Where Do I Find These Birds?
Birds tend to favor tree lines near open areas, like fields. Check out Activity Area #1, #2, and #3 for prime spots to enjoy our winged friends. (In the link, type the area in the map's search box to get a detailed view of each activity area.)
New to Birding?
We've got you covered! Read through the NPS Birding for Beginners article. Then, explore the NPS Birds subject site. You'll be an expert in no time!
What Birds Are in Your Park?
Select "Birds" in the dropdown menu then click one of the blue list buttons. You will see the latest information on the birds (or other species) found at Kennesaw Mountain National Battlefield Park. See a bird in the park that's not on the list? Let a ranger know and we'll share it with our researchers!
Bird Research Brief in the State of the Park Report
Kennesaw Mountain National Battlefield Park is at the southern end of the Appalachian Mountains and forest area. This makes it an attractive habitat for birds, especially during spring and fall migrations. As prime natural migration habitat that is critical for neotropical bird migrants (e.g., vireos, warblers), the park was designated a globally Important Bird Area in 2000, the first area designated in the State. An Avian Conservation Implementation Plan (ACIP) was prepared for your national park in 2005 (Watson 2005). The purpose of the ACIP was to help identify and prioritize bird conservation efforts and opportunities, and to guide successful implementation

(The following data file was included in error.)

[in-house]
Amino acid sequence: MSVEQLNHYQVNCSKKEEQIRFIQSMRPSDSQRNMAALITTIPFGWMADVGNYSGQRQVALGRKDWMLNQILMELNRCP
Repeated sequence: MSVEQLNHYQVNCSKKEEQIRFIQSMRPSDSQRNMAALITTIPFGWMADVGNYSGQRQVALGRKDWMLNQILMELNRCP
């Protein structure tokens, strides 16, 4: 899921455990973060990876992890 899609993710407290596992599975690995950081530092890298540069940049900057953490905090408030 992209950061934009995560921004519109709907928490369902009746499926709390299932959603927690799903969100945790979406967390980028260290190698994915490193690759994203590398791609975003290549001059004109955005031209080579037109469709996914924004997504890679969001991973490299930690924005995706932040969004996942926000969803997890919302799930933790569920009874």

of conservation activities.
The NPS Southeast Coast Inventory and Monitoring Network (SECN) conducted a survey of landbirds in the park in 2009 and recorded total of 770 birds representing 60 species (see bar graph). Northern cardinal, Carolina wren, and tufted titmouse were the most widely distributed species at your park, found at 90 – 93% of sampling locations. A total of 25 priority species, as identified by Watson and Malloy (2006), were detected during the sampling effort, including Acadian flycatcher, brown-headed nuthatch, chimney swift, Cooper's hawk, Chuck-will's-widow, Eastern towhee, Eastern wood-pewee, hooded warbler, indigo bunting, mallard, Northern flicker, pine warbler, red-bellied woodpecker, red-headed woodpecker, red-shouldered hawk, summer tanager, white-eyed vireo, wood thrush, worm-eating warbler, yellow-billed cuckoo, and yellow-throated vireo.
Last updated: September 27, 2021